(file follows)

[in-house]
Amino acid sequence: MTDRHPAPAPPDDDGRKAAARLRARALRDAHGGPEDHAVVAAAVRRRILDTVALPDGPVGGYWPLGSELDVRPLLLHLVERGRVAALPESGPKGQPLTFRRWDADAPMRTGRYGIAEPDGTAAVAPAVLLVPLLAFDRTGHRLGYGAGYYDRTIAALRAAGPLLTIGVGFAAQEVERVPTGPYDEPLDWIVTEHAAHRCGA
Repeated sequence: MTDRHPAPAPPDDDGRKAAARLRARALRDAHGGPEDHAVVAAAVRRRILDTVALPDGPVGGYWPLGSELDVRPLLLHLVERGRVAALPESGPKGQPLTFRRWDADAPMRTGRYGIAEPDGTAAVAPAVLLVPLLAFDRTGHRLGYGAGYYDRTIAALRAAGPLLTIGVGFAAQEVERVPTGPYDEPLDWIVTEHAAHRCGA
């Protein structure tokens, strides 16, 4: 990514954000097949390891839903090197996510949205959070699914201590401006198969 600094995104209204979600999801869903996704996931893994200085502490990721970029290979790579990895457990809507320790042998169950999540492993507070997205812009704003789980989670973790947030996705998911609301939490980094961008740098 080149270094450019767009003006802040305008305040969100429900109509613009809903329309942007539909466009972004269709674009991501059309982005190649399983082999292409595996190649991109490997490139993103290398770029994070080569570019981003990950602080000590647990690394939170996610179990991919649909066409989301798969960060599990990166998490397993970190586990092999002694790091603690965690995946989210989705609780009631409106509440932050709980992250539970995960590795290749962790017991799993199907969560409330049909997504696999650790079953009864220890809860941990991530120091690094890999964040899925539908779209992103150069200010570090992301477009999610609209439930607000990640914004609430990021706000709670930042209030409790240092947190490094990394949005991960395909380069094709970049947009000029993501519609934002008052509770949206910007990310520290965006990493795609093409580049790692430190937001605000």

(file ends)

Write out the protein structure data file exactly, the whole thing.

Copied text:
[in-house]
Amino acid sequence: MTDRHPAPAPPDDDGRKAAARLRARALRDAHGGPEDHAVVAAAVRRRILDTVALPDGPVGGYWPLGSELDVRPLLLHLVERGRVAALPESGPKGQPLTFRRWDADAPMRTGRYGIAEPDGTAAVAPAVLLVPLLAFDRTGHRLGYGAGYYDRTIAALRAAGPLLTIGVGFAAQEVERVPTGPYDEPLDWIVTEHAAHRCGA
Repeated sequence: MTDRHPAPAPPDDDGRKAAARLRARALRDAHGGPEDHAVVAAAVRRRILDTVALPDGPVGGYWPLGSELDVRPLLLHLVERGRVAALPESGPKGQPLTFRRWDADAPMRTGRYGIAEPDGTAAVAPAVLLVPLLAFDRTGHRLGYGAGYYDRTIAALRAAGPLLTIGVGFAAQEVERVPTGPYDEPLDWIVTEHAAHRCGA
């Protein structure tokens, strides 16, 4: 990514954000097949390891839903090197996510949205959070699914201590401006198969 600094995104209204979600999801869903996704996931893994200085502490990721970029290979790579990895457990809507320790042998169950999540492993507070997205812009704003789980989670973790947030996705998911609301939490980094961008740098 080149270094450019767009003006802040305008305040969100429900109509613009809903329309942007539909466009972004269709674009991501059309982005190649399983082999292409595996190649991109490997490139993103290398770029994070080569570019981003990950602080000590647990690394939170996610179990991919649909066409989301798969960060599990990166998490397993970190586990092999002694790091603690965690995946989210989705609780009631409106509440932050709980992250539970995960590795290749962790017991799993199907969560409330049909997504696999650790079953009864220890809860941990991530120091690094890999964040899925539908779209992103150069200010570090992301477009999610609209439930607000990640914004609430990021706000709670930042209030409790240092947190490094990394949005991960395909380069094709970049947009000029993501519609934002008052509770949206910007990310520290965006990493795609093409580049790692430190937001605000």